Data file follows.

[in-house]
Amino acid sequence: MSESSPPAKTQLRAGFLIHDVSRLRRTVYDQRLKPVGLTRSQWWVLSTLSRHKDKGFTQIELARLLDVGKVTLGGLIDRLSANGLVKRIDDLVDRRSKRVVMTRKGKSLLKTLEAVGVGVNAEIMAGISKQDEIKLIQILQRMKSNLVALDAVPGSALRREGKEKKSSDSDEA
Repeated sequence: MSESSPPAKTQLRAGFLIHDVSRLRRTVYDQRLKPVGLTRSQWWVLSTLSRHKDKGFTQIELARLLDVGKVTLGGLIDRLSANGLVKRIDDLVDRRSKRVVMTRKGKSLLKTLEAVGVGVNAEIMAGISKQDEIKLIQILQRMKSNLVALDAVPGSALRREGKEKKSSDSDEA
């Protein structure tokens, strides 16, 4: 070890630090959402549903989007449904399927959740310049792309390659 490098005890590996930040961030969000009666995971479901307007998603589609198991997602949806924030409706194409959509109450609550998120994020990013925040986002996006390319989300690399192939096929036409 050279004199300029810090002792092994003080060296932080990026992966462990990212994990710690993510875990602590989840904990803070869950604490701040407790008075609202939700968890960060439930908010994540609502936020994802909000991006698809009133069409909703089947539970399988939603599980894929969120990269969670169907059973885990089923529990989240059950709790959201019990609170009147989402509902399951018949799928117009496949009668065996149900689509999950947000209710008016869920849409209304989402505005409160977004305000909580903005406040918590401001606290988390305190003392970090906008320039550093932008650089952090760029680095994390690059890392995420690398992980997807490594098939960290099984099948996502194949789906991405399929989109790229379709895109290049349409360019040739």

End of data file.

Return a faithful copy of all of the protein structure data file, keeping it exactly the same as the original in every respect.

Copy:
[in-house]
Amino acid sequence: MSESSPPAKTQLRAGFLIHDVSRLRRTVYDQRLKPVGLTRSQWWVLSTLSRHKDKGFTQIELARLLDVGKVTLGGLIDRLSANGLVKRIDDLVDRRSKRVVMTRKGKSLLKTLEAVGVGVNAEIMAGISKQDEIKLIQILQRMKSNLVALDAVPGSALRREGKEKKSSDSDEA
Repeated sequence: MSESSPPAKTQLRAGFLIHDVSRLRRTVYDQRLKPVGLTRSQWWVLSTLSRHKDKGFTQIELARLLDVGKVTLGGLIDRLSANGLVKRIDDLVDRRSKRVVMTRKGKSLLKTLEAVGVGVNAEIMAGISKQDEIKLIQILQRMKSNLVALDAVPGSALRREGKEKKSSDSDEA
């Protein structure tokens, strides 16, 4: 070890630090959402549903989007449904399927959740310049792309390659 490098005890590996930040961030969000009666995971479901307007998603589609198991997602949806924030409706194409959509109450609550998120994020990013925040986002996006390319989300690399192939096929036409 050279004199300029810090002792092994003080060296932080990026992966462990990212994990710690993510875990602590989840904990803070869950604490701040407790008075609202939700968890960060439930908010994540609502936020994802909000991006698809009133069409909703089947539970399988939603599980894929969120990269969670169907059973885990089923529990989240059950709790959201019990609170009147989402509902399951018949799928117009496949009668065996149900689509999950947000209710008016869920849409209304989402505005409160977004305000909580903005406040918590401001606290988390305190003392970090906008320039550093932008650089952090760029680095994390690059890392995420690398992980997807490594098939960290099984099948996502194949789906991405399929989109790229379709895109290049349409360019040739």